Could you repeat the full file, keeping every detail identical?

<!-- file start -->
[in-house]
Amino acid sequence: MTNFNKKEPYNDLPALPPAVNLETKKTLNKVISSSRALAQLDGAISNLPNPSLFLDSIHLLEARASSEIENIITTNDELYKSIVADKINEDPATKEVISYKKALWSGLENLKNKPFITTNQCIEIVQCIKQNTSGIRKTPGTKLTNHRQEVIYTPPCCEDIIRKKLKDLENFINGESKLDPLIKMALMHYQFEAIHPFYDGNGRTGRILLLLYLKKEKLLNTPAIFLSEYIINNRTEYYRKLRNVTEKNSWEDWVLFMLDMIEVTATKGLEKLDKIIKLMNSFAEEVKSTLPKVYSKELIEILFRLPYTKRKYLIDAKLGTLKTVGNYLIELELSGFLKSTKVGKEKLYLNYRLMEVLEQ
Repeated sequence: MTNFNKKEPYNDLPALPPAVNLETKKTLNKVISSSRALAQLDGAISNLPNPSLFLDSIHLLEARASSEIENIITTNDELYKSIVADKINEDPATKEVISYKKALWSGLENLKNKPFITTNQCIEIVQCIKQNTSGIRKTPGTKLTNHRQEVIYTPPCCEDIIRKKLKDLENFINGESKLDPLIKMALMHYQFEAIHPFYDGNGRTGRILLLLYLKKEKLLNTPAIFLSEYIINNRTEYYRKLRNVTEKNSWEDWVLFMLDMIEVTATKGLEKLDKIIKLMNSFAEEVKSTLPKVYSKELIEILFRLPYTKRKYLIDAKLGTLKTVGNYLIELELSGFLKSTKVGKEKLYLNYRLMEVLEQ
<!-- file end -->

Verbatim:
[in-house]
Amino acid sequence: MTNFNKKEPYNDLPALPPAVNLETKKTLNKVISSSRALAQLDGAISNLPNPSLFLDSIHLLEARASSEIENIITTNDELYKSIVADKINEDPATKEVISYKKALWSGLENLKNKPFITTNQCIEIVQCIKQNTSGIRKTPGTKLTNHRQEVIYTPPCCEDIIRKKLKDLENFINGESKLDPLIKMALMHYQFEAIHPFYDGNGRTGRILLLLYLKKEKLLNTPAIFLSEYIINNRTEYYRKLRNVTEKNSWEDWVLFMLDMIEVTATKGLEKLDKIIKLMNSFAEEVKSTLPKVYSKELIEILFRLPYTKRKYLIDAKLGTLKTVGNYLIELELSGFLKSTKVGKEKLYLNYRLMEVLEQ
Repeated sequence: MTNFNKKEPYNDLPALPPAVNLETKKTLNKVISSSRALAQLDGAISNLPNPSLFLDSIHLLEARASSEIENIITTNDELYKSIVADKINEDPATKEVISYKKALWSGLENLKNKPFITTNQCIEIVQCIKQNTSGIRKTPGTKLTNHRQEVIYTPPCCEDIIRKKLKDLENFINGESKLDPLIKMALMHYQFEAIHPFYDGNGRTGRILLLLYLKKEKLLNTPAIFLSEYIINNRTEYYRKLRNVTEKNSWEDWVLFMLDMIEVTATKGLEKLDKIIKLMNSFAEEVKSTLPKVYSKELIEILFRLPYTKRKYLIDAKLGTLKTVGNYLIELELSGFLKSTKVGKEKLYLNYRLMEVLEQ